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Community / Video series gives people virtual tours around Fair Isle during pandemic

Photo: Chris Cope/Shetland News

A CROFTER in Fair Isle has been bringing the remote island to people across the world through video tours while it remains off limits to visitors.

Rachel Challoner has so far uploaded 14 Fair Isle Through A Lens videos to YouTube, which take viewers a virtual tour around one of Britain’s most remote inhabited islands.

They have amassed thousands of views as folk from across the globe watch in to catch a glimpse at the landscape and amenities on offer in Fair Isle.

Challoner said the inspiration came when one of her other employers, Shetland Nature, cancelled tours as a result of the Covid-19 pandemic.

“We received lots of correspondence from guests who were saying how disappointed they were at not being able to visit Shetland and that some of them had been due to visit Fair Isle too,” she explained.

“Also through correspondence with creative folk from across the world who had booked residencies at Fair Isle Studio this year and had been looking forward for many months to staying here and would now be unable to.

“I just thought that if people couldn’t come to Fair Isle then maybe bits of Fair Isle could come to them through the medium of video. I thought it might also inspire people to think about visiting Fair Isle as part of their Shetland holidays next year too.”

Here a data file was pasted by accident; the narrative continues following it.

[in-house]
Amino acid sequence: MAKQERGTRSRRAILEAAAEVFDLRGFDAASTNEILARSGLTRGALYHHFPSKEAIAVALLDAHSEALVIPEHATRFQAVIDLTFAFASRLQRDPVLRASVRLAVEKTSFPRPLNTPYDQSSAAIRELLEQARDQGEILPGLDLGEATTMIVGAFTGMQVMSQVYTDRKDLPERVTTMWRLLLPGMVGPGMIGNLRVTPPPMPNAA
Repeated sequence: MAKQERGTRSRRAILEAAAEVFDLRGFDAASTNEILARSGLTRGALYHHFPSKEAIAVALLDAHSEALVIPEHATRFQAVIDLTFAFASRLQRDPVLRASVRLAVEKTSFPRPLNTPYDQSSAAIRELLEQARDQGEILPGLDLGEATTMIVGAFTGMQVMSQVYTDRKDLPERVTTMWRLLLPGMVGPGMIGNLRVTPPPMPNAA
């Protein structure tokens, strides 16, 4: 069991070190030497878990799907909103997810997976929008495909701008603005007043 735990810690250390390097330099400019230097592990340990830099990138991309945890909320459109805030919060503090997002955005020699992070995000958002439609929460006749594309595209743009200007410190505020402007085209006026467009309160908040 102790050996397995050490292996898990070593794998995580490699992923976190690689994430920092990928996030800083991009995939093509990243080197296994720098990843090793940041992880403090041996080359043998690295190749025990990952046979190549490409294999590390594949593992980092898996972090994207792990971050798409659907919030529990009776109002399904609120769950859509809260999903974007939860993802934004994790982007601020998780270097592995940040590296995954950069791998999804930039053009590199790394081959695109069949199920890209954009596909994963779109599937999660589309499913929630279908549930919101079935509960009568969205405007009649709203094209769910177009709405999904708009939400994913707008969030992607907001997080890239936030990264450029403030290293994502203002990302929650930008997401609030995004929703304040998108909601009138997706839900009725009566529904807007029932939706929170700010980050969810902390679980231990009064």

Challoner said she has been “absolutely amazed” that her YouTube account has racked up more than 600 subscribers so far.

She said generally in Fair Isle, like most crofting communities, residents tend to have multiple jobs so Covid-19 has not had a massive impact economically.

The Internet has also allowed some craft makers to continue selling goods in the absence of visits from tourists.

“People that run the B&Bs have probably been the hardest hit in terms of loss of income but they do have alternative sources of income such as selling artwork or textiles,” Challoner said.

“Each year hundreds of cruise ship visitors and other tourists would normally visit and buy traditional knitwear from ‘Fair Isle Made in Fair Isle’ and ‘Exclusively Fair Isle’, but both businesses have been able to offer online sales which means they’re still able to trade.

“The isle, like other places, might be in a bit of a trough right now but a peak will soon follow – construction work is due to start on the new Bird Obs before too long, plus the construction work at the water works will recommence, so the B&Bs will all be full to capacity with contractors on long-term occupancies, meaning more people will be buying from the shop, more people buying gifts and souvenirs and putting into the local economy.”